"Binary" Procedure
  With the Binary procedure, the computer started testing at 3.18 kHz. A threshold and loudness match was obtained at 3.18 kHz, followed by a threshold and loudness match at 4 kHz. Pitch matching, using the 2AFC procedure, was then done, and the frequency choice determined whether further testing would occur below 3.18 kHz or above 4 kHz. Thus, the initial frequency choice resulted in binary bracketing, either to the lower or to the upper frequency range. Movement to new frequencies was then in octave steps, and the computer further bracketed the pitch match to within an octave. When this had been done, testing proceeded as with the Octave protocol, i.e., through the bracketed-frequency range to determine the pitch match with a resolution of one-third octave, followed by octave-confusion testing.



  For each of the two procedures, there was one pitch match obtained during each of two sessions. All pitch matches are shown in Table 1, with the across-subjects means of the pitch matches displayed in the bottom row of the table. Paired t-tests were calculated to evaluate if there were significant differences across sessions between the mean pitch matches for each procedure. The t-tests revealed that the means of the Binary procedure did not differ significantly (p=0.2952), while the means of the Octave procedure were significantly different (p=0.0198). Thus, for the group of subjects, the mean pitch matches between Sessions 1 and 2 were significantly different only for the Octave procedure.

Table 1.
Tinnitus pitch matches for each subject.

  Pitch match (Hz)
  Binary procedure Octave procedure
Subject Session 1 Session 2 Session 1 Session 2

1 620 3180 1000 2520
2 5040 6340 4000 6340
3 1580 2520 1580 620
4 2000 800 2000 500
5 3180 3180 3180 6340
6 2520 5040 2520 5040
7 5040 6340 8000 3180
8 8000 10080 6340 10080
9 12700 16000 10080 16000
10 5040 8000 6340 8000
11 6340 500 500 500
12 4000 12700 1000 4000
13 16000 16000 16000 16000
14 10080 5040 10080 10080
15 5040 5040 3180 4000
16 12700 12700 2000 12700
17 6340 5040 1260 12700
18 6340 8000 8000 8000
19 8000 6340 2520 1260
20 620 3180 500 10080

Mean 6059 6801 4504 6898

  To evaluate within-subject reliability of responses, differences were calculated between individual Session 1 and Session 2 pitch matches for each procedure (Table 2). For the Binary procedure, the Session 1 pitch match was subtracted from the Session 2 pitch match, and the mean of these differences was 742 Hz. When the same calculations were made for the Octave procedure, the mean of the differences was 2394 Hz. Thus, for both procedures, there appeared to be a trend for pitch matches to be higher in frequency during the second session.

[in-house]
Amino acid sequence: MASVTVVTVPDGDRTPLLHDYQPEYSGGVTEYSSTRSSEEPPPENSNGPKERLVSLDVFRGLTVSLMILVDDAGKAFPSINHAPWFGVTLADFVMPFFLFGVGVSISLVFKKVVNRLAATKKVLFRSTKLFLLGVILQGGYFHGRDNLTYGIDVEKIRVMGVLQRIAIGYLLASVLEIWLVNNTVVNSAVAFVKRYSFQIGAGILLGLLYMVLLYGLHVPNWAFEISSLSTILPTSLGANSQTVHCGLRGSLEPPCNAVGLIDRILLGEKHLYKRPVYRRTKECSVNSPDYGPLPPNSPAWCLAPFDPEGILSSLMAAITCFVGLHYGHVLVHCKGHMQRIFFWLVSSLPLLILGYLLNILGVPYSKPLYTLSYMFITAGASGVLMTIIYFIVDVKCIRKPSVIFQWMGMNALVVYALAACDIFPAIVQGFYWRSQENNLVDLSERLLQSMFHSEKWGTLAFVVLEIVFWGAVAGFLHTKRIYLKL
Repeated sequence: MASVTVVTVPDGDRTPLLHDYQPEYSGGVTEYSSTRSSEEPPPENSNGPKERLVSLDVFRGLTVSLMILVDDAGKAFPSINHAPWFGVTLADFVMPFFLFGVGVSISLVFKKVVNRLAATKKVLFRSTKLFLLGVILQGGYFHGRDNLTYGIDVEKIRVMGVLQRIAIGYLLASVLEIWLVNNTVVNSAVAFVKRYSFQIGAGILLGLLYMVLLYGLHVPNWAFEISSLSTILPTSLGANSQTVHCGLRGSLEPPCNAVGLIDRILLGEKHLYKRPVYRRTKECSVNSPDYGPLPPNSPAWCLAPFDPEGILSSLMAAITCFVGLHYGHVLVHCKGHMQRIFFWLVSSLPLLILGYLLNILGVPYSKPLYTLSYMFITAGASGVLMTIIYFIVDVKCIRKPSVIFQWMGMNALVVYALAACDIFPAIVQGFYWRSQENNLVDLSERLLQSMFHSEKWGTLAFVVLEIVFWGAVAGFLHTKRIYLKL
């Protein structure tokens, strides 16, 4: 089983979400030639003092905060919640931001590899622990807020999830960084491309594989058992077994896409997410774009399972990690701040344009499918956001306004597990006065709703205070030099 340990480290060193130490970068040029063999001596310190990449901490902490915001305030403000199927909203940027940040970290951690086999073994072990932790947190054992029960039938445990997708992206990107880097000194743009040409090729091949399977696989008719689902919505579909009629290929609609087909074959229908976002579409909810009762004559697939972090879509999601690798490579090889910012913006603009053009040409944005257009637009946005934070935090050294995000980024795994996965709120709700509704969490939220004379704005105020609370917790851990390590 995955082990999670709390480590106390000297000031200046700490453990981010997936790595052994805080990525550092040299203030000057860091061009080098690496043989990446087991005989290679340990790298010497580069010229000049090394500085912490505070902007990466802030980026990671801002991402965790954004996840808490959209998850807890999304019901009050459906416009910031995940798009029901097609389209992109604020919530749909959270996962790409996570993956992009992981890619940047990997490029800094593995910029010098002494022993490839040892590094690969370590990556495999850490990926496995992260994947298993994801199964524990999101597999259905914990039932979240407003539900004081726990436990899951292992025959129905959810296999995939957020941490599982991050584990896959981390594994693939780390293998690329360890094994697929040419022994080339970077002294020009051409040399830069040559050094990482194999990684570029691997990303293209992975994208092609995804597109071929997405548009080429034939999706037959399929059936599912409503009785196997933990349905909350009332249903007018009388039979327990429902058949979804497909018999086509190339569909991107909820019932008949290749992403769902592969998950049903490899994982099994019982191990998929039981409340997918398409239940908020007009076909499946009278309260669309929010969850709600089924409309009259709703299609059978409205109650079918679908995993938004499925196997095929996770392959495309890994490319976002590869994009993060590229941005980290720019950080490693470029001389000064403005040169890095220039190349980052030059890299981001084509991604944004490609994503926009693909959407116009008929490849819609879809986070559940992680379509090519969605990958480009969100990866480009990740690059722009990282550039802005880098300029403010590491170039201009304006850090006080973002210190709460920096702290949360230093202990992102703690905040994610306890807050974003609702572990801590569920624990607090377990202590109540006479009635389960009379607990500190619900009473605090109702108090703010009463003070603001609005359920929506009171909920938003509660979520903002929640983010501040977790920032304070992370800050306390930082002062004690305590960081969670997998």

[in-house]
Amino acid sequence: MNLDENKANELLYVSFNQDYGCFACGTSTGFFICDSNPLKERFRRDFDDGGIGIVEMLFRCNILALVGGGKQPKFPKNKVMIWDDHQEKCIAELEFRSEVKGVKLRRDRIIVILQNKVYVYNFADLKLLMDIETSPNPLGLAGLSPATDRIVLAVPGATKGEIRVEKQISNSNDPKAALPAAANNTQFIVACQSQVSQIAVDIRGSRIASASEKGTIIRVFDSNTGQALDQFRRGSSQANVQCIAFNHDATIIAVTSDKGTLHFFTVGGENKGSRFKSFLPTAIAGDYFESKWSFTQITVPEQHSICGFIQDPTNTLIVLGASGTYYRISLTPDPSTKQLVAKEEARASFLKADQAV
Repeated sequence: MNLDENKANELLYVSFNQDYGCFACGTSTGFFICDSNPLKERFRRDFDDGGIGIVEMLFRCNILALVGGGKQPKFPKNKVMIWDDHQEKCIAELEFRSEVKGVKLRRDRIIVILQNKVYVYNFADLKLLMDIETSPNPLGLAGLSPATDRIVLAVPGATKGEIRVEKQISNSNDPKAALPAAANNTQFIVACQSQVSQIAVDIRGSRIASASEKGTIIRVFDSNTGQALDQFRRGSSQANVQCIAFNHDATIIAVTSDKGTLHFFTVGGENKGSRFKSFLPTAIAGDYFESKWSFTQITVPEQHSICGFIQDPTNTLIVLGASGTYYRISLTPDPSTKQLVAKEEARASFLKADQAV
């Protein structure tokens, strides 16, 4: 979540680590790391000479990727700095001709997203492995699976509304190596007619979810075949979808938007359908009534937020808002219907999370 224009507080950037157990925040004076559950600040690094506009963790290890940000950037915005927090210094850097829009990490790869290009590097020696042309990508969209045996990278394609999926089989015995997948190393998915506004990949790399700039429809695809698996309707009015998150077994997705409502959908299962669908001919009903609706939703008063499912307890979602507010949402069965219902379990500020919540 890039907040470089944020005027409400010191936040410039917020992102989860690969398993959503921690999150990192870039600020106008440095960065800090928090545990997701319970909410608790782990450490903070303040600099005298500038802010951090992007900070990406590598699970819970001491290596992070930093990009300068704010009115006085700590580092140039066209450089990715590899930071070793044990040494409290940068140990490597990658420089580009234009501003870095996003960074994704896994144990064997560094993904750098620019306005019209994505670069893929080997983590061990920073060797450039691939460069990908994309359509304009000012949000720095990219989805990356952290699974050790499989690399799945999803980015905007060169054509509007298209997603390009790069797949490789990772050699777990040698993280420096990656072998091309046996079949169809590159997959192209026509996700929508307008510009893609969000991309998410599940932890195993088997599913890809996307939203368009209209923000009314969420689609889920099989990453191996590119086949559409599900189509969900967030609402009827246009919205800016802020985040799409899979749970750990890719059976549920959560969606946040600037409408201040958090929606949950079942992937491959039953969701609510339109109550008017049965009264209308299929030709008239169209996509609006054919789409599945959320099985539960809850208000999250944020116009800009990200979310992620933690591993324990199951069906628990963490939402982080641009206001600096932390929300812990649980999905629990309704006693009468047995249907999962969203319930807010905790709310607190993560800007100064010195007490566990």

Table 2.
Individual differences in pitch matches between sessions.

  Pitch match difference (Hz),
Session 2 minus Session 1
Subject Binary Octave

1 2560 1520
2 1300 2340
3 940 -960
4 -1200 -1500
5 0 3160
6 2520 2520
7 1300 -4820
8 2080 3740
9 3300 5920
10 2960 1660
11 -5840 0
12 8700 3000
13 0 0
14 -5040 0
15 0 820
16 0 10700
17 -1300 11440
18 1660 0
19 -1660 -1260
20 2560 9580

Mean 742 2394

  The directionality of the individual differences, however, was random between subjects; thus, the trend was not significant. To determine the magnitude of these differences, disregarding directionality, the absolute values of the differences were calculated (Table 3). The means of the absolute values of the differences were 2246 Hz for the Binary procedure, and 3247 Hz for the Octave procedure. Thus, the magnitude of the differences was, on average, larger for the Octave procedure, but the difference between the two means was not significant (paired t-test, p=0.3282).

Table 3.
Absolute values of individual differences in pitch matches between sessions.

  Absolute value of pitch-match difference (Hz),
Session 2 minus Session 1
Subject Binary Octave

1 2560 1520
2 1300 2340
3 940 960
4 1200 1500
5 0 3160
6 2520 2520
7 1300 4820
8 2080 3740
9 3300 5920
10 2960 1660
11 5840 0
12 8700 3000
13 0 0
14 5040 0
15 0 820
16 0 10700
17 1300 11440
18 1660 0
19 1660 1260
20 2560 9580

Mean 2246 3247